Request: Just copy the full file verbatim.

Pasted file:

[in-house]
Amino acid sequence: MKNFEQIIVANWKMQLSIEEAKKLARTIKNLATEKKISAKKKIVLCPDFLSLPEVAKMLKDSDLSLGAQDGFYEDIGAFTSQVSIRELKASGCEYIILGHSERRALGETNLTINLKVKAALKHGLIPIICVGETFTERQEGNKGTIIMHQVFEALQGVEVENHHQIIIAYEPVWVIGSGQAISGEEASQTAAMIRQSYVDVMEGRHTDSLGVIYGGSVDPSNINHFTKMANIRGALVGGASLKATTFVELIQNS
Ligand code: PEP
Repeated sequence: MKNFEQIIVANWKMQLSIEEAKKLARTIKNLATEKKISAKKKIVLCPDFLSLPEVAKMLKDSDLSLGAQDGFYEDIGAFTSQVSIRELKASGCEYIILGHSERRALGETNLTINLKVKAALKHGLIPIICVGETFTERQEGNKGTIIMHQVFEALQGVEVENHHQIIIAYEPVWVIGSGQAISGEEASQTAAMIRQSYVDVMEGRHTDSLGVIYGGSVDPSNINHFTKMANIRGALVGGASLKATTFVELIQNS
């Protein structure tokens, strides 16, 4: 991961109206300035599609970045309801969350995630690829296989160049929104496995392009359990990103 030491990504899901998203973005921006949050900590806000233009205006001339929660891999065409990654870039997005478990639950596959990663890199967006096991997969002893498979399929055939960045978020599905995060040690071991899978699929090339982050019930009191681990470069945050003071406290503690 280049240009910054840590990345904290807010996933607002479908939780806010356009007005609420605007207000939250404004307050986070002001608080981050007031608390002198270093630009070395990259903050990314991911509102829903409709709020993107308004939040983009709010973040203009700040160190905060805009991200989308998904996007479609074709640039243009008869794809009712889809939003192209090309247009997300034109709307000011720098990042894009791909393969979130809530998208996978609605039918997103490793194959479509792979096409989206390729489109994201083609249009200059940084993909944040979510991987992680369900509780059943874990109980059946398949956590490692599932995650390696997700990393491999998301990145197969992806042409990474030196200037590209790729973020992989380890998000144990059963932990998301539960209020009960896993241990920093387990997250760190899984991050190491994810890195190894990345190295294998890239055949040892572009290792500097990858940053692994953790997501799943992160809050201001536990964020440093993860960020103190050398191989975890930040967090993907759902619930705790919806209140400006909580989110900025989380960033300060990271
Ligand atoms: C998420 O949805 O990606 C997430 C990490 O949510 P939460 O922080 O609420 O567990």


[in-house]
Amino acid sequence: MKNFEQIIVANWKMQLSIEEAKKLARTIKNLATEKKISAKKKIVLCPDFLSLPEVAKMLKDSDLSLGAQDGFYEDIGAFTSQVSIRELKASGCEYIILGHSERRALGETNLTINLKVKAALKHGLIPIICVGETFTERQEGNKGTIIMHQVFEALQGVEVENHHQIIIAYEPVWVIGSGQAISGEEASQTAAMIRQSYVDVMEGRHTDSLGVIYGGSVDPSNINHFTKMANIRGALVGGASLKATTFVELIQNS
Ligand code: PEP
Repeated sequence: MKNFEQIIVANWKMQLSIEEAKKLARTIKNLATEKKISAKKKIVLCPDFLSLPEVAKMLKDSDLSLGAQDGFYEDIGAFTSQVSIRELKASGCEYIILGHSERRALGETNLTINLKVKAALKHGLIPIICVGETFTERQEGNKGTIIMHQVFEALQGVEVENHHQIIIAYEPVWVIGSGQAISGEEASQTAAMIRQSYVDVMEGRHTDSLGVIYGGSVDPSNINHFTKMANIRGALVGGASLKATTFVELIQNS
């Protein structure tokens, strides 16, 4: 991961109206300035599609970045309801969350995630690829296989160049929104496995392009359990990103 030491990504899901998203973005921006949050900590806000233009205006001339929660891999065409990654870039997005478990639950596959990663890199967006096991997969002893498979399929055939960045978020599905995060040690071991899978699929090339982050019930009191681990470069945050003071406290503690 280049240009910054840590990345904290807010996933607002479908939780806010356009007005609420605007207000939250404004307050986070002001608080981050007031608390002198270093630009070395990259903050990314991911509102829903409709709020993107308004939040983009709010973040203009700040160190905060805009991200989308998904996007479609074709640039243009008869794809009712889809939003192209090309247009997300034109709307000011720098990042894009791909393969979130809530998208996978609605039918997103490793194959479509792979096409989206390729489109994201083609249009200059940084993909944040979510991987992680369900509780059943874990109980059946398949956590490692599932995650390696997700990393491999998301990145197969992806042409990474030196200037590209790729973020992989380890998000144990059963932990998301539960209020009960896993241990920093387990997250760190899984991050190491994810890195190894990345190295294998890239055949040892572009290792500097990858940053692994953790997501799943992160809050201001536990964020440093993860960020103190050398191989975890930040967090993907759902619930705790919806209140400006909580989110900025989380960033300060990271
Ligand atoms: C998420 O949805 O990606 C997430 C990490 O949510 P939460 O922080 O609420 O567990």